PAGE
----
Here is a compilation of the most frequently asked questions. Caution this section contains SPOILERS if you have not seen the film.
Q: What happened to Helmuth and Jutta after the war?
Shortly after Jutta, Helmuth and her parents were reunited, the two were married in the first wedding in post-war Berlin. After the war, Jutta and Helmuth left Berlin and moved to Heidelberg. Helmuth enrolled in the university to study chemistry. Jutta and Helmuth started their family with Claudia who was born in 1946 and Manuel in 1948.
Helmuth received his PhD in chemistry in 1952. Shortly after, the young family emigrated to the United States and settled in New Jersey. Helmuth worked at Squibb as a chemist.
Jutta worked first as a secretary and then as the admissions officer at a hospital. In 1957 their third child Marina, was born. In 1959 the family moved to Bakersfield, CA. Helmuth worked as Director of Research and Development at a start-up chemical company. It was in California that Helmuth began giving talks about his experiences in World War II. Jutta started her college coursework with the goal of becoming a teacher and began working as a substitute teacher. Jutta received her B.A. in 1969 and began her full-time career as a teacher, first in elementary school and then in middle school.
In 1965 the family moved back to Princeton, New Jersey and Helmuth went back to work at Squibb as Director of Process Development. In 1972 Helmuth died and a few years later Jutta moved to New Hampshire. Jutta spent the years 1978-1981 training teachers to improve their teaching skills with "Follow Through," the federally funded program that enhanced the gains children made in "Head Start".
Jutta now lives in Connecticut, has six grandchildren and two step-grandchildren. In her retirement years she returned to being an artist. On special occasions Jutta joins John-Keith Wasson for screenings of “Surviving Hitler: A Love Story.”
Q: How did Jutta’s mother survive Ravensbrück concentration camp?
Upon her arrest, Jutta’s mother refused to speak. She simply went mute. The Nazi’s knew that Jutta’s mother was Jewish and that she had hidden a fugitive of Nazi justice, Ludwig Gehre. But what they didn’t know was full story behind the Gehre and his link to the German resistance. So while they continued the investigation, they placed Jutta’s mother in a concentration camp, but in the political prisoner section of the camp.
What happened next remains uncertain. But Charles de Gaul’s niece was released from the same concentration on the same day as Jutta’s mother. So it’s assumed they were both released for the same reason: in April 1945 Count Bernadotte, head of the Swedish Red Cross, pressured Hilter over human rights violations. In an effort to appease the international community, the Nazi’s allowed Count Bernadotte to release 47 prisoners from any part of Ravensbuck concentration camp.
Evidently he took pity of Jutta’s mute, emaciated mother. And so she was released onto the streets. At that point in the war, Spring 1945, the German army was in full retreat from the Russians. A pair of SS officers drove by the concentration camp. They offered Jutta’s mother a ride ahead of the marauding Russians, a generous offer in their minds, a final nightmare for her. They grew frustrated with her refusal to talk and got out of the car and physically lifted her into the car. As luck would have it, they dropped her off a few blocks from the apartment of a family friend in Berlin, the same place were she and Jutta reunited days later.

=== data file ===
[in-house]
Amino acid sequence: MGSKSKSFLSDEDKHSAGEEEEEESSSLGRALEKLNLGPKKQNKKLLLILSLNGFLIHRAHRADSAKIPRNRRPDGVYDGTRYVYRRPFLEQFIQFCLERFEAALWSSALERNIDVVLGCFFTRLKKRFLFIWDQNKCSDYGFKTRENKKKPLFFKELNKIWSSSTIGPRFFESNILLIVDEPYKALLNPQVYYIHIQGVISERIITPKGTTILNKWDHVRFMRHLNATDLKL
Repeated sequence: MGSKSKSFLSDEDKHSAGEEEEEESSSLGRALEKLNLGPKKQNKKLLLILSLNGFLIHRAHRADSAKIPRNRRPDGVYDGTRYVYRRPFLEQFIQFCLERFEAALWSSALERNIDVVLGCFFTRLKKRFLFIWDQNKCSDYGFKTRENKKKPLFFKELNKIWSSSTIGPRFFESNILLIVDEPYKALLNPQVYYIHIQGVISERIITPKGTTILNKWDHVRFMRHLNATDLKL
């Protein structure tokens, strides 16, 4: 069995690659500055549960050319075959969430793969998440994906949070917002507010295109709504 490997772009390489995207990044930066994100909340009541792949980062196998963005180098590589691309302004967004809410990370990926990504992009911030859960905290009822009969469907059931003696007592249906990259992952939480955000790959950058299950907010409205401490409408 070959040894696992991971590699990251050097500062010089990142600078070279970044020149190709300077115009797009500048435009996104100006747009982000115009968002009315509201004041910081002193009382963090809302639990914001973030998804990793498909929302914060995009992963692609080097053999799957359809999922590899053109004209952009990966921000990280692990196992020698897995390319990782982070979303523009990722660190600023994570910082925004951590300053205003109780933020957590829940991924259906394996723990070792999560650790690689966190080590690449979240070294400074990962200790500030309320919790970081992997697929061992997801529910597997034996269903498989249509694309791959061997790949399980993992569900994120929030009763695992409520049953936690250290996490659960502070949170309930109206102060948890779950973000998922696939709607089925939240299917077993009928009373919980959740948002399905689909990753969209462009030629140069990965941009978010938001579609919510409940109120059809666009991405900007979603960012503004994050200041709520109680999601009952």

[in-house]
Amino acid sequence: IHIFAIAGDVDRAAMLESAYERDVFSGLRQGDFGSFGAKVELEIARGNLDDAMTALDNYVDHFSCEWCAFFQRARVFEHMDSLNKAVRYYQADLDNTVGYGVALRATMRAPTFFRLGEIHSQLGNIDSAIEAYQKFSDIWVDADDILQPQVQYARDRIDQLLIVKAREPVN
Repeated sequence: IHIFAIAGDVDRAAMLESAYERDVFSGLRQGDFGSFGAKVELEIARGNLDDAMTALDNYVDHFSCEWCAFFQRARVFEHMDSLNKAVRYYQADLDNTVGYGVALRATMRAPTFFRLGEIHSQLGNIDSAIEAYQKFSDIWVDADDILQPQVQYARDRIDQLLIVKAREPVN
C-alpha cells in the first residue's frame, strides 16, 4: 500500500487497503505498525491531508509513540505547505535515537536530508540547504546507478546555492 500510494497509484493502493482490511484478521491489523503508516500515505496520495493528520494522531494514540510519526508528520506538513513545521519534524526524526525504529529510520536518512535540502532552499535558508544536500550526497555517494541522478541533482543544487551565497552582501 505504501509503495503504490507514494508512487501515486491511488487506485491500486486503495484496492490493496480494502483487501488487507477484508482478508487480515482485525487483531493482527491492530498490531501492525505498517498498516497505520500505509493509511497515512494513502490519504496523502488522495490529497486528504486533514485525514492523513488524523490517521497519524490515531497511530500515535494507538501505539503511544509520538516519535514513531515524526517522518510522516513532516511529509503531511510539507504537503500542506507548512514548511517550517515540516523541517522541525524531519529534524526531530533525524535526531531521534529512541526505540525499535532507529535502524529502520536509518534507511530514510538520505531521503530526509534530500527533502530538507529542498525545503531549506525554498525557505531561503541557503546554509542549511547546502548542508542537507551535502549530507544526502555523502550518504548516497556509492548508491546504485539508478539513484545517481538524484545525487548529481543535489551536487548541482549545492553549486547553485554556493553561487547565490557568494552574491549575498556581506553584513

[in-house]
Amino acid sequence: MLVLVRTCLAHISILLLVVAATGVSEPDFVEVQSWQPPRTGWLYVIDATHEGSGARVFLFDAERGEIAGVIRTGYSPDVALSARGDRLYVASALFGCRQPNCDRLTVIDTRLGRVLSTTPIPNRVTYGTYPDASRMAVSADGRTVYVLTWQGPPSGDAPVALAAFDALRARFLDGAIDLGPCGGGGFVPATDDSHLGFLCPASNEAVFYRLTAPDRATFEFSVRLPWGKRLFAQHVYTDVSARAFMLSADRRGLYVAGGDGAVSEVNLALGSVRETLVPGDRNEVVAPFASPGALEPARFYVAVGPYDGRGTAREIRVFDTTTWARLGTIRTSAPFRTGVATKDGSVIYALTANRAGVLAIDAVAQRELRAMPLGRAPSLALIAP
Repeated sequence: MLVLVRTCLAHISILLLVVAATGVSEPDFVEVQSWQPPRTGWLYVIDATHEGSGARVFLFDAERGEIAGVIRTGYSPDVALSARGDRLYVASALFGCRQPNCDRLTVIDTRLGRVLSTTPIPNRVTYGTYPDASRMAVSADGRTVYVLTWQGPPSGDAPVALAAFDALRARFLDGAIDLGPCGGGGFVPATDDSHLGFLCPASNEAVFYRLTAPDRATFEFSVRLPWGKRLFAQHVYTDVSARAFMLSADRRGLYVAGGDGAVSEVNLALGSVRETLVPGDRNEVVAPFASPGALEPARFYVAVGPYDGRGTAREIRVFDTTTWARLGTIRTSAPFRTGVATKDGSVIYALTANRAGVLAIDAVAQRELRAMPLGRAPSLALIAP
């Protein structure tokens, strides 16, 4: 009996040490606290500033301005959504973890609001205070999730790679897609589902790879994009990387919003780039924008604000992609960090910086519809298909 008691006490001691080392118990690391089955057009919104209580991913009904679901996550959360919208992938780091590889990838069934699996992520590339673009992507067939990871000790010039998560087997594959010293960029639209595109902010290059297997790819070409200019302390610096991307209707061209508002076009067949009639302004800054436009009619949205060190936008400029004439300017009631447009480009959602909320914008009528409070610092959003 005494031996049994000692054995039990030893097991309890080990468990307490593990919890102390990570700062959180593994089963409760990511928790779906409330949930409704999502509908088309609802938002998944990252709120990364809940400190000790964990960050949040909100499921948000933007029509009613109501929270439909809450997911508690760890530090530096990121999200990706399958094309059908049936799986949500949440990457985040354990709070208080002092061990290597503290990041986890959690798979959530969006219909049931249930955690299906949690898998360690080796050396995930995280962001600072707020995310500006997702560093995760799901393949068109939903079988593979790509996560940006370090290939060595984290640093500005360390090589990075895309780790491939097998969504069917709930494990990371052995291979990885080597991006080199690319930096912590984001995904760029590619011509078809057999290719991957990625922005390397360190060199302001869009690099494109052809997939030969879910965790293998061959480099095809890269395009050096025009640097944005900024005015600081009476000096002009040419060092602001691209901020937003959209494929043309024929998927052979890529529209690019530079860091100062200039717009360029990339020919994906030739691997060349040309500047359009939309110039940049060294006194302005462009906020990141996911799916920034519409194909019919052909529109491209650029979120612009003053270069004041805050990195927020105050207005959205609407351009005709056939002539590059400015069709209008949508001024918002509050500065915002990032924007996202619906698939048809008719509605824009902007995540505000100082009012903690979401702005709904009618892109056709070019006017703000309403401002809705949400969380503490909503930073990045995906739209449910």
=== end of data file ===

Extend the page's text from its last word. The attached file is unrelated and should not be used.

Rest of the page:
Q. In order to survive Jutta denouce her Judaism?
No. Jutta made a point to tell all her friends, classmates, and employers about her Jewish heritage. She didn't want to endanger them without their knowledge. In the end, only two 'friends' succumbed to the Nazi anti-semticism and stopped associating with Jutta.
Q: There are so many movies about WWII and plots to assassinate Hitler. What inspired you to create a film about this subject matter as well?
I believe Jutta’s story is unique. Yes it’s shelved in a WWII film about the plot to kill Hitler, but it’s also a love story filled with unexpected twists and tremendous good fortune. For me it offered a fresh perspective on an intensely interesting time in history.
Q: How did you learn about this story and their relationship?
For years I had heard that Jutta, a family friend, lived an amazing story. But I had never met her. Finally, curiosity got the better of me, and I stopped by her house. Over the course of a cheese plate, she is German afterall, she shared her experiences in Berlin. Immediately I was hooked.
Q: How did you uncover the 8mm film of Jutta, the young Jewish woman, taken by Helmuth, her German sweetheart?
A few months into interviews, Jutta hinted that there was a box of family films. When I laced up the first reel I had no idea if the footage was usable. Within the first few frames, however, I realized that Helmuth was a gifted cameraman who had captured an intimate glimpse into their dashing wartime romance.
Q: Is there an underlying message that we can learn from this story?
Stand up for what’s right no matter what the odds.
Q: What was one of the most difficult tasks, if any, in finishing this film?
Jutta’s story, the Valkyrie plot to kill Hitler, and WWII are filled with countless fascinating moments, yet our job was to consolidate all three elements into a film. Unfortunately, several compelling details proved tangential or too nuanced to explain. So the most difficult task was deciding what to cut.